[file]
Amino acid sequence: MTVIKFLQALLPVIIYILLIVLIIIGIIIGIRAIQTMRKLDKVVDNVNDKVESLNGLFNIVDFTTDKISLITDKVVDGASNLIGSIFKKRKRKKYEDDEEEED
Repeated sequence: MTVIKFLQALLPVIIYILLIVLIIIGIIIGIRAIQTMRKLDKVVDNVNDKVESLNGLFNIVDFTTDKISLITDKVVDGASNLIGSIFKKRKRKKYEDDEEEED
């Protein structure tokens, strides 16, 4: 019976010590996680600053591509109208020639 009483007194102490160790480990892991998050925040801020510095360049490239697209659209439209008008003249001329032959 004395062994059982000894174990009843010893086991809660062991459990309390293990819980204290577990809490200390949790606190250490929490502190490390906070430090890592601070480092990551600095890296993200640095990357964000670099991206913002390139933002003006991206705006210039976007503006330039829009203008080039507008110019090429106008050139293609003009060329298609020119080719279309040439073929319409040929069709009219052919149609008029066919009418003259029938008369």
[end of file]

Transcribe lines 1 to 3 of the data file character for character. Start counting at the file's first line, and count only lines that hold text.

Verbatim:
Amino acid sequence: MTVIKFLQALLPVIIYILLIVLIIIGIIIGIRAIQTMRKLDKVVDNVNDKVESLNGLFNIVDFTTDKISLITDKVVDGASNLIGSIFKKRKRKKYEDDEEEED
Repeated sequence: MTVIKFLQALLPVIIYILLIVLIIIGIIIGIRAIQTMRKLDKVVDNVNDKVESLNGLFNIVDFTTDKISLITDKVVDGASNLIGSIFKKRKRKKYEDDEEEED
């Protein structure tokens, strides 16, 4: 019976010590996680600053591509109208020639 009483007194102490160790480990892991998050925040801020510095360049490239697209659209439209008008003249001329032959 004395062994059982000894174990009843010893086991809660062991459990309390293990819980204290577990809490200390949790606190250490929490502190490390906070430090890592601070480092990551600095890296993200640095990357964000670099991206913002390139933002003006991206705006210039976007503006330039829009203008080039507008110019090429106008050139293609003009060329298609020119080719279309040439073929319409040929069709009219052919149609008029066919009418003259029938008369």